Audio and VIdeo
There is still intense interest in the smart-TV platforms where your TV is effectively a computer connected to the Internet. This is more so with the idea of integrating multiple viewing screens ie the large TV screen, one or more computer screens, and the screens on tablets and smartphones.
Sony have been dabbling with the Google TV platform, mainly in the form of network video peripherals rather than a TV, which I will mention below. Of course, they are still maintaining their Bravia platform. They were also to promote this concept in a Las Vegas wedding at the Bellagio Wedding Chapel between “Bravia” (Sony’s Internet TV platform) and “Sony Entertainment Network” (Sony’s online content entity).
As far as the interactive-TV lineup goes, Sony have focused this function across their HX and EX “lounge-room” models with the HX series being ready for Skype once the user purchases an optional camera.
Samsung have devoted most of their press event to the TV being the “smart hub” of the connected home. This is with the use of a connected TV chassis that has a dual-core CPU, as well as building up the “Smart TV” platform around an app store and a video-content-distribution platform. They even are using an Android app as the TV’s remote rather than supplying the remote with the TV set. They even ran a competition for the development of a multi-screen app which makes best use of the TV screen alongside a smartphone or tablet screen.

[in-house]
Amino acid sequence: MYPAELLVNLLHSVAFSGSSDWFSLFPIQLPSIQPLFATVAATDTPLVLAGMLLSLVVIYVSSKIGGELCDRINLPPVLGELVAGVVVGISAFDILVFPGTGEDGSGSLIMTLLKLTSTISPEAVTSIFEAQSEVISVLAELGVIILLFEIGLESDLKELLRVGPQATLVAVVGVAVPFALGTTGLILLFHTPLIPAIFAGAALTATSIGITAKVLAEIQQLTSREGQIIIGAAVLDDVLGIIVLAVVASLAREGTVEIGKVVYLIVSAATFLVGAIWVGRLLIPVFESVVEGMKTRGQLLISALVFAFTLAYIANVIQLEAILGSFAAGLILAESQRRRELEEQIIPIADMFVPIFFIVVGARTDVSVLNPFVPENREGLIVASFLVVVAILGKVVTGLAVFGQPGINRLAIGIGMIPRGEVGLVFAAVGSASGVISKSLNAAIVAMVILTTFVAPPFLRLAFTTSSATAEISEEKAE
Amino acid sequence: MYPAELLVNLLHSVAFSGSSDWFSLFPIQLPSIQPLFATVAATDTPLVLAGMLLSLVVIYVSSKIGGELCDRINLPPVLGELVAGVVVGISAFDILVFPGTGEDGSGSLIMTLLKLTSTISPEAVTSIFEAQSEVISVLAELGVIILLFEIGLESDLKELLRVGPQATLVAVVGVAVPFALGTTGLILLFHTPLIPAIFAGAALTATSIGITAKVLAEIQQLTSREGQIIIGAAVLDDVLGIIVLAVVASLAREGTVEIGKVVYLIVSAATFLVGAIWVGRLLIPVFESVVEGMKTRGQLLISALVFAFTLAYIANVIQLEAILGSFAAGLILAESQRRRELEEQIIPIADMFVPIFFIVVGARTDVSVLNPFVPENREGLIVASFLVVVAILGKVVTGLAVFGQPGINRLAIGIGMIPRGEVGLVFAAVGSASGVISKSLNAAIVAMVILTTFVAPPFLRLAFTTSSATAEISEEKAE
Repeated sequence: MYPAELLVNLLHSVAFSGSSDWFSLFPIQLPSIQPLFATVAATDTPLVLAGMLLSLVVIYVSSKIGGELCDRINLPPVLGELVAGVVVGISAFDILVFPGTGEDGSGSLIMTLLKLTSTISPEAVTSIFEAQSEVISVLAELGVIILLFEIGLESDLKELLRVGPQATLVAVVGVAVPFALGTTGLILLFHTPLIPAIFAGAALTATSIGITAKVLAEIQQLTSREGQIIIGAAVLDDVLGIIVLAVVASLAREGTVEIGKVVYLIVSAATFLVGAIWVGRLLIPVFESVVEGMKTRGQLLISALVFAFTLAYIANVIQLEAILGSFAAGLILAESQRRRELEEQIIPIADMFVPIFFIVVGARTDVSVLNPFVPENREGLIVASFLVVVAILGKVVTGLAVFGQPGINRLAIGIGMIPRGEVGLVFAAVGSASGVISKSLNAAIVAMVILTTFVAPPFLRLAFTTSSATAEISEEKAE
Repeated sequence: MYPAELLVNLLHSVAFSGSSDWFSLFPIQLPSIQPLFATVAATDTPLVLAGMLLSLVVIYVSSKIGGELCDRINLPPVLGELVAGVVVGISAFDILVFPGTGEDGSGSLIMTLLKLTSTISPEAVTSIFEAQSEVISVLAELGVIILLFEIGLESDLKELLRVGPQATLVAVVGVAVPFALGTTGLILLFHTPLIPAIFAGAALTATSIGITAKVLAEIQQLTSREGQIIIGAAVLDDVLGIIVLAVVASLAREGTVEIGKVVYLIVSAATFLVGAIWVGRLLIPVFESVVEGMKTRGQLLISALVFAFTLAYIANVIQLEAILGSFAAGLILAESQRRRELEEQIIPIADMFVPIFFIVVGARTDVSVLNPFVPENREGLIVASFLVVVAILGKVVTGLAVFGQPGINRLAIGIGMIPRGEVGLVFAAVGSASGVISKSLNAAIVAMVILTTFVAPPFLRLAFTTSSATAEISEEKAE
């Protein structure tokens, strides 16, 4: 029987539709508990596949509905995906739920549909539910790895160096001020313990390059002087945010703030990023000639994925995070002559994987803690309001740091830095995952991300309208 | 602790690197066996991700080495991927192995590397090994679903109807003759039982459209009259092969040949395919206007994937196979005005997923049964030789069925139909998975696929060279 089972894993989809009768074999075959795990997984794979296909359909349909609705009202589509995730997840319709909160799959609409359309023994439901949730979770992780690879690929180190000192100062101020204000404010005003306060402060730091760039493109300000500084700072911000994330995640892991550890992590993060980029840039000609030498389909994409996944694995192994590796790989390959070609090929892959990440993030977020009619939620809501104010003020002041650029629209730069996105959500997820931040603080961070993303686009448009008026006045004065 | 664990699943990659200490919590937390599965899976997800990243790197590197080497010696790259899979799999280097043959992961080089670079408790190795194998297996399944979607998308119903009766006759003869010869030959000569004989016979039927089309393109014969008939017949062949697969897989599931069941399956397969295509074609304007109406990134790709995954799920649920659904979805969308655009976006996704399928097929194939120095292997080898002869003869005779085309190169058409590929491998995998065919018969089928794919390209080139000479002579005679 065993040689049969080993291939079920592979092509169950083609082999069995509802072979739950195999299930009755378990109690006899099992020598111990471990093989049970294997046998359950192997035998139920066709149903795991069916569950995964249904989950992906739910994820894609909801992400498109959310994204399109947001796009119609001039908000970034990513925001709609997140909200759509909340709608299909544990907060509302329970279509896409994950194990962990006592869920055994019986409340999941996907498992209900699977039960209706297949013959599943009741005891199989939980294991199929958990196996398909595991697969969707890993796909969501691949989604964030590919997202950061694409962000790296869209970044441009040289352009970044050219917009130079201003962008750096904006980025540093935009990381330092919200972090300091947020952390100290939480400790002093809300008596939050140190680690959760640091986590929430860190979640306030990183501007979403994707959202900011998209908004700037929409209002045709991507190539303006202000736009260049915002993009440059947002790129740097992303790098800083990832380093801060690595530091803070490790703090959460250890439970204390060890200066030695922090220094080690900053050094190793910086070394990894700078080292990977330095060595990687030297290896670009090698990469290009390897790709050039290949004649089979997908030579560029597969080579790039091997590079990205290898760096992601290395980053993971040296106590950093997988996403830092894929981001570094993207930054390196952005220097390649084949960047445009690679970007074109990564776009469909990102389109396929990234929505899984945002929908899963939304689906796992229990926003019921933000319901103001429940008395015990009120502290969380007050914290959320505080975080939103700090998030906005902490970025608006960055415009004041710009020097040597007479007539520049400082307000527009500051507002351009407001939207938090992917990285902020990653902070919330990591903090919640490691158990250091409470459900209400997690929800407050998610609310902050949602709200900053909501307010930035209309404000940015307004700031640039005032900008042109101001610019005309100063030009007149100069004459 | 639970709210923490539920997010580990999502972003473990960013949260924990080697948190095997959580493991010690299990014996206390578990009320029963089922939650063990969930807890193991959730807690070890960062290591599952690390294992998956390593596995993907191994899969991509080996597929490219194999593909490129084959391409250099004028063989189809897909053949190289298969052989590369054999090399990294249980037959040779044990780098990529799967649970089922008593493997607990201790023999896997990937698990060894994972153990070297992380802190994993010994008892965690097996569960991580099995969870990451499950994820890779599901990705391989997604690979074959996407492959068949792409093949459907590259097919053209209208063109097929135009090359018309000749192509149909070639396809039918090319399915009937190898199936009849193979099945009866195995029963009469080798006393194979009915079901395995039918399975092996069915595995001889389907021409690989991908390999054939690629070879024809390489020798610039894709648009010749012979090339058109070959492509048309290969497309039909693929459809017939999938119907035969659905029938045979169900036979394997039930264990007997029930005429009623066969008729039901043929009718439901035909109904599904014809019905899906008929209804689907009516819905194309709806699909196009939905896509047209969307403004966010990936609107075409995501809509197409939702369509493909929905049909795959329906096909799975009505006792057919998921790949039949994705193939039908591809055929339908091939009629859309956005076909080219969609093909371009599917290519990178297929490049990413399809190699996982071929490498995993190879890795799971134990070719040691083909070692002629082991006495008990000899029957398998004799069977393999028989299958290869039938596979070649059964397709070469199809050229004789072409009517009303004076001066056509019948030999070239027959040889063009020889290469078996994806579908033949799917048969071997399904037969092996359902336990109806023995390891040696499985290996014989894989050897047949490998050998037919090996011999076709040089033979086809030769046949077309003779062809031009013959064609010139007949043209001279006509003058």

As well, Samsung put forward an “open-frame” design for TV sets with a user-upgradable computer processor. This is in a similar way to how the desktop computer has been designed and is underscoring the fact that these smart TVs are really large-screen computers in their own right and are expected to last for in the order of ten or more years.
Even Lenovo had come to the fore with a 55” LCD set that is driven by the Android “Ice Cream Sandwich” operating system. This would link to their own app store and cloud services and have the usual “smart-TV” features like Wi-Fi connectivity and ability to use an SD card as storage.